It is important to point out that we proposed to use R1w-scaled ΔMTR′asym map instead of a single global ΔMTR′asym value to compensate for MT asymmetry offset. It has been shown that the longitudinal relaxation rate is closely associated with magnetization transfer effect (Wolff and Balaban, 1989). Particularly, Li et al. showed that R1w increases linearly with the concentration of cross-linked bovine serum albumin (Li et al., 2010). Their in vivo data at 9.4 Tesla also suggest that the product of macromolecule fraction ratio (pm) and exchange rate (kmf) approximately scales with R1w in live rat brain. For instance, pm*kmf/R1w calculated from Table 2 of Ref (Li et al., 2010) was 3.35 and 3.03 for brain WM and GM, within 10% from each other. Similar results were found from the study of Stanisz et al. at 3 Tesla, with pm*kmf/R1w being 3.47 and 3.64 for brain WM and GM, respectively (Stanisz et al., 2005). Motivated by these findings, we numerically solved ROI-based ΔMTR′asym from striatum, and then derived a ΔMTR′asym map by scaling it with the experimentally obtained R1w map. This approach significantly improved the homogeneity in APT images over the contralateral normal brain when compared with the conventional correction of a single global ΔMTR′asym value (Zhou et al., 2003). However, quantitative MT is somewhat challenging and additional study is needed to evaluate this approach in whole brain imaging. For instance, from the study of Sled et al. we estimated pm*kmf to be 0.40±0.21 with a coefficient of variance (CV) of 52% from twelve brain regions at 1.5 Tesla (Sled et al., 2004). In comparison, pm*kmf/R1w was found to be 0.24±0.09 with its CV reduced to 36%. Whereas the proposed R1w-scaled compensation algorithm does not eliminate the concomitant MT effect, it provides a first order correction of the heterogeneous MT effects. In summary, our work of quantitative pH imaging provides an imaging-based assessment of tissue acidosis and metabolic disruption, which may enable us to examine whether heterogeneous tissue outcome can be more accurately predicted with the inclusion of tissue pH, a surrogate metabolic marker, to the multi-parametric MRI analysis (Jacobs et al., 2001; Shen et al., 2005; Wu et al., 2007).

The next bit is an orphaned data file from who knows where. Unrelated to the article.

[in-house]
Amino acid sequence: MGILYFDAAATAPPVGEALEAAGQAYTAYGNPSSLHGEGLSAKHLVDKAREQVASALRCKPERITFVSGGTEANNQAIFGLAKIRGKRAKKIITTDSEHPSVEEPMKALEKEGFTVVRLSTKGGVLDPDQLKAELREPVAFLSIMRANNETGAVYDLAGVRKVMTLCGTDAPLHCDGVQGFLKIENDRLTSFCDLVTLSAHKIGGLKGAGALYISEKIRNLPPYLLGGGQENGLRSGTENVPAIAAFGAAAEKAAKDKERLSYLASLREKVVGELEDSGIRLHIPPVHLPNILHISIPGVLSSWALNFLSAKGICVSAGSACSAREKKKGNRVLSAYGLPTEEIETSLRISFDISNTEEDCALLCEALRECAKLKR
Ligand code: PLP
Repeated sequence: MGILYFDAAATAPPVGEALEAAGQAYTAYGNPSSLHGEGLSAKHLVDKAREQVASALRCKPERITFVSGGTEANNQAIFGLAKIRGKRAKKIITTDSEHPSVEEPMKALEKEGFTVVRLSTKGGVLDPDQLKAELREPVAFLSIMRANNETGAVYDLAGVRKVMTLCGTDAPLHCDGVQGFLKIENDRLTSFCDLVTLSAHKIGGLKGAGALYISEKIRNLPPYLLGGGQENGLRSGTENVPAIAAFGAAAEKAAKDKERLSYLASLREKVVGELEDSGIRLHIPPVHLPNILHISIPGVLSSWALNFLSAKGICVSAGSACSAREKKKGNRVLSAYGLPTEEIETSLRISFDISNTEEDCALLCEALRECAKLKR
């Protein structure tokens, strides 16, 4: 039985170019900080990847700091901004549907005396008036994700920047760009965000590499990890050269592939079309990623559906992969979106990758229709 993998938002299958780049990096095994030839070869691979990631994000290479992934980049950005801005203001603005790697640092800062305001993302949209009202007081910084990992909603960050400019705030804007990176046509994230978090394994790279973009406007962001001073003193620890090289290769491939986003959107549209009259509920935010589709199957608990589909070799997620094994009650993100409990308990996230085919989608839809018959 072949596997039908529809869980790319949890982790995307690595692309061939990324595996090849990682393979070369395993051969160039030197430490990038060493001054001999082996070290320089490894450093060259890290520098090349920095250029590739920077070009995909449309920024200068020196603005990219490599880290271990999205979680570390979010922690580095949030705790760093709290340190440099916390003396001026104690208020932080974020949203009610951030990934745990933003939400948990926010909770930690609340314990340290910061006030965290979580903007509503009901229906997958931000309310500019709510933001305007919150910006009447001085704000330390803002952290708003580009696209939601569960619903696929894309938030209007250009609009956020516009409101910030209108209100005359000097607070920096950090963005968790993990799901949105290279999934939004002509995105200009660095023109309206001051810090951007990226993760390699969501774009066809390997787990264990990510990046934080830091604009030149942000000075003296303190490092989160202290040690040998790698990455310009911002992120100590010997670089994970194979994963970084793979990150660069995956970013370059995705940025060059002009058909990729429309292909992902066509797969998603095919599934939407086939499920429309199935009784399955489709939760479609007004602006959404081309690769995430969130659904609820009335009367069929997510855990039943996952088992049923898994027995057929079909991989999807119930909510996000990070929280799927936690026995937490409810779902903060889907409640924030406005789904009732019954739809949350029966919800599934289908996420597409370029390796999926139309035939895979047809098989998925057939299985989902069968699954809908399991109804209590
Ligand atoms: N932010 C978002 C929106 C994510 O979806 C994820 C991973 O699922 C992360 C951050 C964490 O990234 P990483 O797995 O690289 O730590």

5. Conclusions

Our study elucidated concomitant RF irradiation effects and quantified endogenous APT MRI for absolute tissue pH. We showed that the severity and extent of ischemic tissue acidosis can be characterized using the proposed pH imaging, which may help improve our mechanistic understanding of tissue acidosis and metabolic disruption, as well as provide complementary information to conventional stroke MRI for improved characterization of ischemic tissue damage.


This study was supported in part by grants from AHA/SDG 0835384N, NIH/NIBIB 1K01EB009771, NIH/1R21NS061119 and NIH/NCRR-P41RR14075. The authors would like to thank Ms. Nichole Eusemann for editorial assistance and Ms. Dominique Jennings for proof reading the manuscript.